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What is a Sheep?

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Sheep is a domesticated ruminant mammal with a dense woolly coat and curved horns. It is kept for its wool or meat.


Where Do Sheep Live?

Most of the world's population of sheep is kept on farms as livestock, and sheep can be found in the wild in the mountains, tundra, and desert. It is estimated their domestication took place around 10,000 years ago. Sheep have since been kept for their fur, skin, milk, and meat as livestock.


Sheep Information Based on the Classification

  • The kingdom of sheep is Animalia.

  • The Phylum is Chordata.

  • The Class of sheep is Mammalia.

  • The Order is Artiodactyla.

  • Sheep belongs to the Bovidae family and Caprinae subfamily.

  • The Genus is Ovis.

  • The scientific name of sheep is Ovis aries.

Characteristics of Sheep

  • Domestic sheep differ in many ways from their wild relatives and ancestors, having been uniquely neotenic as a result of human selective breeding.

  • Some of the features of the wild sheep, such as short tails, are preserved by a few primitive sheep breeds too.

  • Wild sheep are predominantly variations of brown hues, and there is very little variation between species. The domestic sheep's colours vary from pure white to dark brown chocolate, and even spotted or piebald.

  • Sheep exhibit a variety of heights and weights, depending on the breed. A heritable characteristic that is frequently selected for inbreeding is their rate of growth and mature weight.

  • Sheep weight: Ewes(adult female sheep) usually weigh between 45 and 100 kilograms and grams(adult male sheep) weigh between 45 and 160 kilograms.

  • The sheep have 20 teeth when all the deciduous teeth erupt. There are 32 teeth for mature sheep. The front teeth in the lower jaw, as with other ruminants, bite into a smooth, toothless pad in the upper jaw.

  • Sheep have excellent ears and are sensitive to noise.

  • Sheep have horizontal slit-shaped pupils sheep can see behind themselves without turning their heads with excellent peripheral vision.

  • Many breeds have only short hair on the face, and some have facial wool confined to the stud and mandibular angle area. 

  • Sheep have a poor sense of depth; shadows and dips in the soil can cause sheep to baulk.

  • Sheep also have an outstanding sense of smell, and they have scent glands just in front of the eyes and interdigital on the paws, like all members of their genus.

Sheep Body Parts

The body parts of the sheep are as follows:

  • Muzzle 

  • Poll

  • Loin

  • Dock

  • Stifle

  • Foot 

  • Belly 

  • Knee 

  • Forerib

  • Neck

  • Udder

  • Face

  • Top of Shoulder

  • Hip 

  • Twist

  • Hook 

  • Dewclaw

  • Ribs

  • Forearm

  • Forehead

  • Back

  • Rump

  • Leg

  • Pastern

  • Rear Flank 

  • Cannon 

  • Fore Flank


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Sheep Breeds

It is estimated that there are more than 10,000 distinct breeds of domestic sheep all over the world. Breeds are often classified by their wool type. Fine wool breeds, which are favoured for textiles, are those with wool of great crimp and density. Most of these are derived from Merino sheep, and the world's sheep industry continues to be dominated by this breed.

Let us look into a few of the popular types of sheep available locally in India and some of the exotic breeds. 

1. Marwari Sheep

The Marwari is a breed of domestic sheep from India. It originates in the Marwar area of south-western Rajasthan, in the north-west of India, and is named for it.


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2. Gaddi Sheep

Gaddi is a breed of sheep found in India that has been domesticated. They are one of eight distinct sheep breeds found in India's northern temperate zone. The Gaddi is raised mainly because of its wool.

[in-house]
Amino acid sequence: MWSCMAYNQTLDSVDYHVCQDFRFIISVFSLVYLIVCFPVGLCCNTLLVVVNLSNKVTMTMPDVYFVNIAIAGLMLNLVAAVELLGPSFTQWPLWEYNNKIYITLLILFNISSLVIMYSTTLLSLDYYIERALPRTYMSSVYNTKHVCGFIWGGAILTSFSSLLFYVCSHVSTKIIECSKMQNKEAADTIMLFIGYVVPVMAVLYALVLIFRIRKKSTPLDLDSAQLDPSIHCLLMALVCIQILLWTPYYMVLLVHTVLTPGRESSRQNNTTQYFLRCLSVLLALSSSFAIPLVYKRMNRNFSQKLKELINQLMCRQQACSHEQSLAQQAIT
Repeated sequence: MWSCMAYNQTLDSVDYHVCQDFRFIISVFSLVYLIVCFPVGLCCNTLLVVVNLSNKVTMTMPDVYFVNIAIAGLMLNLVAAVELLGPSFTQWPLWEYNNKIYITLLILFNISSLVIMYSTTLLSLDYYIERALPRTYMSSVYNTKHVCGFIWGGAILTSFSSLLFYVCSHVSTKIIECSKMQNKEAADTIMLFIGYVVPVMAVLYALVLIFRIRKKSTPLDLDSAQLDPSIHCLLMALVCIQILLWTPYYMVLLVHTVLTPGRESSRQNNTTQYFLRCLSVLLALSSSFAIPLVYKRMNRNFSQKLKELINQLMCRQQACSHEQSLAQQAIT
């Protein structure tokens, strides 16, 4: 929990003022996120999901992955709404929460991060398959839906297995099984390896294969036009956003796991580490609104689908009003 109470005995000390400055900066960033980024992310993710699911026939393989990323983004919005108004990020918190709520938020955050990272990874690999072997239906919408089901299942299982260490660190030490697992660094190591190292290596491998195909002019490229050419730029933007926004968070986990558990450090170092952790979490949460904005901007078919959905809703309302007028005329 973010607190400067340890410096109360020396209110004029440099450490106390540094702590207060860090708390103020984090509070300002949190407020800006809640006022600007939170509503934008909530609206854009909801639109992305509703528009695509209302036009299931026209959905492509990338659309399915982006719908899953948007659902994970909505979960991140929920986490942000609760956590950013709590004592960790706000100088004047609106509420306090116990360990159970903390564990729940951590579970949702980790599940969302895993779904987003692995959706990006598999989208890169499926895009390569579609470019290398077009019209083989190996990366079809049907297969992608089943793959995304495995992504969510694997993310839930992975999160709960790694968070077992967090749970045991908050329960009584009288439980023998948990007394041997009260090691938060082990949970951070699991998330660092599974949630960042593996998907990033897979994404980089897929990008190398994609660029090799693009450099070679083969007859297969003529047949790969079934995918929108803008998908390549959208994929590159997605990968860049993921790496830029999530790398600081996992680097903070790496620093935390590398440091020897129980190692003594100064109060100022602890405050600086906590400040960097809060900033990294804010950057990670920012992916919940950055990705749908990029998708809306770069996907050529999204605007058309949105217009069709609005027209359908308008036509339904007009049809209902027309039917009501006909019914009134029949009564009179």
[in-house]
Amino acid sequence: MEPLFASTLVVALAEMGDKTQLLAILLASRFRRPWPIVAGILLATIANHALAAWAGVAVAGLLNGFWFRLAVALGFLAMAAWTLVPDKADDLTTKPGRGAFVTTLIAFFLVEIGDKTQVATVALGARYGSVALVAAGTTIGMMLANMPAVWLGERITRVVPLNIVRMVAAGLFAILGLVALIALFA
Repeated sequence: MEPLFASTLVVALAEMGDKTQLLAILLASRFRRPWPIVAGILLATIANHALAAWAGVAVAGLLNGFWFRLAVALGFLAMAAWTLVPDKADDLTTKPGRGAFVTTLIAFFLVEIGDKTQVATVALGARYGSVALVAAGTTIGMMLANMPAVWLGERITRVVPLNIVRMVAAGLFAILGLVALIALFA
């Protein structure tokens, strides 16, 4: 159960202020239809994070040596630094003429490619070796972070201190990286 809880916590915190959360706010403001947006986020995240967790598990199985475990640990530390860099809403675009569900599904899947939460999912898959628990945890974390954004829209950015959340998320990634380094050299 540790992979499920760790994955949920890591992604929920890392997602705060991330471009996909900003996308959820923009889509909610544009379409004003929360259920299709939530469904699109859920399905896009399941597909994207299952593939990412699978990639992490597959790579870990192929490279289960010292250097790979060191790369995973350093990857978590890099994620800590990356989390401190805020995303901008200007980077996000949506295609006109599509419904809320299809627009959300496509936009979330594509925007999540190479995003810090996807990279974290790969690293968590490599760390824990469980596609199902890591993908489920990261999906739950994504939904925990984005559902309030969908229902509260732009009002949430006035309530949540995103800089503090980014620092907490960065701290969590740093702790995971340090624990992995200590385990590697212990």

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3. Nilgiri Sheep

The Nilgiri sheep is a breed of sheep found only in the Tamil Nadu State district of Nilgiris, India. It is bred in Nilgiri's hilly parts and is renowned for its fine wool.


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4. Lohi Sheep

The Lohi sheep are present in Pakistan's southern Punjab and in India's Rajasthan and Haryana. It is used for producing wool and meat for its carpet quality. The body is white and typically the head is tan, black or brown.


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5. Merino 

The Merino, highly prized for its wool, is one of the most historically valuable and economically successful breeds of sheep.


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6. Suffolk Sheep

Suffolk is a British domestic sheep breed. It emerged in the area of Bury St. Edmunds in Suffolk in the late eighteenth century, as a result of cross-breeding. It is a black-faced, polled breed, and is primarily raised for its meat.


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7. Dorper

The Dorper is a breed of domestic sheep produced by crossing the Dorset Horn and the Blackhead Persian sheep in South Africa.


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8. Lincoln Sheep

The Lincoln is the largest British sheep, specifically bred to produce the world's heaviest, longest and most lustrous fleece of any breed.


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9. Katahdin Sheep

The Katahdin is a breed of domestic sheep produced in Maine, United States and named after the highest peak in the state, Mount Katahdin.


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10. Texel Sheep

The Texel is a breed of domestic sheep that originated in the Netherlands from the island of Texel. It produces a lean meat carcass, a strongly muscled sheep, and will pass on this consistency to crossbred progeny. The wool is roughly 32 mm in size and is mainly used for yarns and wool knitting.


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11. Dorset Horn

The Dorset Horn is a British breed of domestic sheep that are endangered. It has been known since the seventeenth century, and is highly prolific, producing two lambing seasons per year often. It is the only breed capable of breeding in the winter among British sheep.


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12. California Red Sheep

The California Red is a breed of domestic sheep raised in the U.S. It is so-called because all of its lambs are born red, and this colour is preserved in adulthood in their faces and limbs.


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13. Norfolk Horn

One of the British black-faced sheep breeds is the Norfolk Horn. This breed is mainly raised for meat.